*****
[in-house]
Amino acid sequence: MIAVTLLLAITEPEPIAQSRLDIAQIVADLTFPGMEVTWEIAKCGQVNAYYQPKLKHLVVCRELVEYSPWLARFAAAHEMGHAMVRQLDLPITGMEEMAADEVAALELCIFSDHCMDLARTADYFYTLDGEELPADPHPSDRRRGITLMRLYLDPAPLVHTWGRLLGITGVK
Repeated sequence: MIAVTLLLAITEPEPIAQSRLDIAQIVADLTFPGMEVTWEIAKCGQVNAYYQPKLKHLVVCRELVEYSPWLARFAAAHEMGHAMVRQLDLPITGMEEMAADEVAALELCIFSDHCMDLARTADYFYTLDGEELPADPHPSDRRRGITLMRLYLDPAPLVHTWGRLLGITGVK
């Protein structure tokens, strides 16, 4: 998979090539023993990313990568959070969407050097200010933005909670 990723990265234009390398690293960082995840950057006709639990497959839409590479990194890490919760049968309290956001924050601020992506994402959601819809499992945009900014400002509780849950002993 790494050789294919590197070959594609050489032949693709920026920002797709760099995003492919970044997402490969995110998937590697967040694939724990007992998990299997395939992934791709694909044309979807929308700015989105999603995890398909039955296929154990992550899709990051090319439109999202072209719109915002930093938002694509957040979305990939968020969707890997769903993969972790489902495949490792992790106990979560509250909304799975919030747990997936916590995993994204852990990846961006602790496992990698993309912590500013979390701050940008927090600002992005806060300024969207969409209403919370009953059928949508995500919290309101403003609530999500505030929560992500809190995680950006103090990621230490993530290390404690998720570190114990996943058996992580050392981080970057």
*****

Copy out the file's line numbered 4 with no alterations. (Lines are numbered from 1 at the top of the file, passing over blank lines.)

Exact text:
């Protein structure tokens, strides 16, 4: 998979090539023993990313990568959070969407050097200010933005909670 990723990265234009390398690293960082995840950057006709639990497959839409590479990194890490919760049968309290956001924050601020992506994402959601819809499992945009900014400002509780849950002993 790494050789294919590197070959594609050489032949693709920026920002797709760099995003492919970044997402490969995110998937590697967040694939724990007992998990299997395939992934791709694909044309979807929308700015989105999603995890398909039955296929154990992550899709990051090319439109999202072209719109915002930093938002694509957040979305990939968020969707890997769903993969972790489902495949490792992790106990979560509250909304799975919030747990997936916590995993994204852990990846961006602790496992990698993309912590500013979390701050940008927090600002992005806060300024969207969409209403919370009953059928949508995500919290309101403003609530999500505030929560992500809190995680950006103090990621230490993530290390404690998720570190114990996943058996992580050392981080970057």